OPINION: We are just a few days away from the long awaited FIFA World Cup in Brazil - the most watched sporting event in the world.

Like the Olympics it happens every four years since it began in 1930 and this time the event has been controversial because of protests against the hosting of the World Cup (and Rio Olympics in 2016) by local Brazilians and most recently by suggestions of corruption in FIFA's decision to hand the 2022 World Cup to Qatar.

As usual, most economists are soccer fans (soccer is known as football in most countries but soccer in North America, Australia, New Zealand and South Africa) and have been analysing the economic impact of the Cup, especially as they have to justify watching the games on TV over the next four weeks or so at the same time as they are analysing shares and commodity prices.

But they needn't be too sheepish about it, as sport is a big deal in economic terms and the business of the World Cup has become one of the most scrutinised set of international transactions you'll ever see (or not see). And while they call economics the dismal science, no one ever said you shouldn't study an industry like sport (or art, music and entertainment) just because it is pleasurable.

After all soccer, football or "the beautiful game" transcends cultures and national borders, has been the subject of economic diplomacy and the odd dispute, and touches millions of people on this planet, for better or for worse.

As the Washington-based journalist Franklin Foer explains in his seminal work "How Soccer explains the world" soccer as "the world game" can be used to explore the Jewish question, hooliganism, Islam, oligarchs, the American culture wars and many more topics loosely based around globalisation.

Sure, he hasn't mentioned how soccer can explain the fiscal cliff, the budget emergency or global warming but give the guy some time and I am sure he will in his sequel.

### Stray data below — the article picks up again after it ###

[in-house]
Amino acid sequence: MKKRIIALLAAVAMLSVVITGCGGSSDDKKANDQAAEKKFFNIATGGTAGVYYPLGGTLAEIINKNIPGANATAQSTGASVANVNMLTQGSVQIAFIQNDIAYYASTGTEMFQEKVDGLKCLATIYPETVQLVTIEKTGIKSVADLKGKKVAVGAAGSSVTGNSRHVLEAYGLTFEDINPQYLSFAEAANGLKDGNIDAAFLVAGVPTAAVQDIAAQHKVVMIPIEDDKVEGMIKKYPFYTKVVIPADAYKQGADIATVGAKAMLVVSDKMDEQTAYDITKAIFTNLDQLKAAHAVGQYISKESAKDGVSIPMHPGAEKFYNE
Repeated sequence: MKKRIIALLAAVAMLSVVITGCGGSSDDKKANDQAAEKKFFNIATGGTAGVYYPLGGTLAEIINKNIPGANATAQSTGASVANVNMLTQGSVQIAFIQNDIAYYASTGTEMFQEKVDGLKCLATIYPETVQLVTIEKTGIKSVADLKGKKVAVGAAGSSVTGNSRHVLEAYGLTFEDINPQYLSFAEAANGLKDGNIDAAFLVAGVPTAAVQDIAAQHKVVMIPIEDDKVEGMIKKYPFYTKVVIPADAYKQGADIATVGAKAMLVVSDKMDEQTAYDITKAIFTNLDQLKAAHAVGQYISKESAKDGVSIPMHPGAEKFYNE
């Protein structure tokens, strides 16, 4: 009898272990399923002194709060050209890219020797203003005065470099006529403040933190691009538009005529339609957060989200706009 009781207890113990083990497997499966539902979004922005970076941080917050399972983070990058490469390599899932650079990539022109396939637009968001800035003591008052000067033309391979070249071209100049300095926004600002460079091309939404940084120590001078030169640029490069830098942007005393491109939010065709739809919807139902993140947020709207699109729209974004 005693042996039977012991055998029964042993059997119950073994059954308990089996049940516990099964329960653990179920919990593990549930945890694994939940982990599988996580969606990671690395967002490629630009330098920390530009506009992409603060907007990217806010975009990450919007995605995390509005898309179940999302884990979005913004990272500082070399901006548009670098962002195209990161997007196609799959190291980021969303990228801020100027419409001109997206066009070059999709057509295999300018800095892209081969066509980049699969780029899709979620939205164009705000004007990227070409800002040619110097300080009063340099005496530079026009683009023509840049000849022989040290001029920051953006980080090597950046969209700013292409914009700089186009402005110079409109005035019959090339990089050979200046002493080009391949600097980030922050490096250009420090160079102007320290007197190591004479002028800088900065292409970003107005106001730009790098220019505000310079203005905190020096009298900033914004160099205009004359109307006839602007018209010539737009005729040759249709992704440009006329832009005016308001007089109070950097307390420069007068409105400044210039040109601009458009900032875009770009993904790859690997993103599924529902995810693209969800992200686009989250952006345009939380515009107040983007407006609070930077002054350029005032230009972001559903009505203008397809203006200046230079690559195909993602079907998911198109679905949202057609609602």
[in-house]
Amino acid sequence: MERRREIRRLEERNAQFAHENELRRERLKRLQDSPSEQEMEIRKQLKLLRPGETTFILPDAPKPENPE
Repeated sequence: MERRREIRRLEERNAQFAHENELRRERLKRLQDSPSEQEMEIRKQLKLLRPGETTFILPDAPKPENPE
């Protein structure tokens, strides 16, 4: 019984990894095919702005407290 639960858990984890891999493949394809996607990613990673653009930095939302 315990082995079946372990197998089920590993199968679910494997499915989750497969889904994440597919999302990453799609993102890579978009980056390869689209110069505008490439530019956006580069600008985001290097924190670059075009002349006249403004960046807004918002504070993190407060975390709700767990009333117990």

But while not being as ambitious as Foer's treatise we can ask some basic questions on the economics of soccer.

First, it is clearly a big deal for Brazil to host the World Cup again, for the first time since 1950, to much fanfare and riots, but is there a World Cup effect? Is it good for the host country economy? Why is Brazil taking it on, and then the Olympics in Rio in a unique double header? What will the hosting of the World Cup do for Brazil's global standing?

There's no doubt that Brazil went for the hosting rights because of the prestige it would bring and would help their claim to be the world's next economic superpower. After all they are the world's fifth largest economy by population and the seventh (on a purchasing power parity - or ppp - basis) or sixth (on a US dollar basis) largest country in the world, accounting for between 3 to 3.5 per cent of world output.

As a member of the BRICSA grouping (Brazil, Russia, India, China and South Africa), Brazil is playing an important role in international affairs as we have seen in the World Trade Organisation and G20 multilateral fora.

Brazil has undertaken a charm offensive in the developing world under the "South-South banner". Under President Luiz Inacio "Lula" da Silva, Brazil opened up 53 new embassies, including 30 in Africa, and has expanded its sphere of influence across the globe. The diplomatic initiatives have continued under President Dilma Rousseff.

And the World Cup is a big deal. According to Goldman Sachs, 250 million people play soccer-football regularly in more than 200 countries and since the first FIFA World Cup was hosted in Uruguay in 1930, more than 70 countries have participated in various qualifying rounds. But as the protestors point out, if resources are allocated away from health and education to build stadia, or if God forbid, something went wrong, it could damage Brazil's prestige just two years ahead of the Rio Olympics in 2016.

Brazil had the reputation of being "the country of the future, and always will be", and the successful hosting of the World Cup in 2014 and Olympics in 2016 would do much to bury that (perhaps unfair) perception.

Second, if there is an economic gain from hosting the world cup, how about winning it? Remember, in 1950, almost 200,000 people packed the newly built Maracana stadium in Rio de Janeiro, and Brazil just needed to draw to win the Cup. But they lost, to their neighbour Uruguay on a day that shocked the nation, and ruined the life of the poor Brazilian goalkeeper who happened to be custodian of the national team on that day.

According to Goldman Sachs, a World Cup win does give a country a boost on the stock market. All the winners since 1974 have outperformed in the post-final month with the exception of Brazil in 2002, which had been going through a financial crisis as was near neighbour Argentina (see my blog "Don't buy from me, Argentina").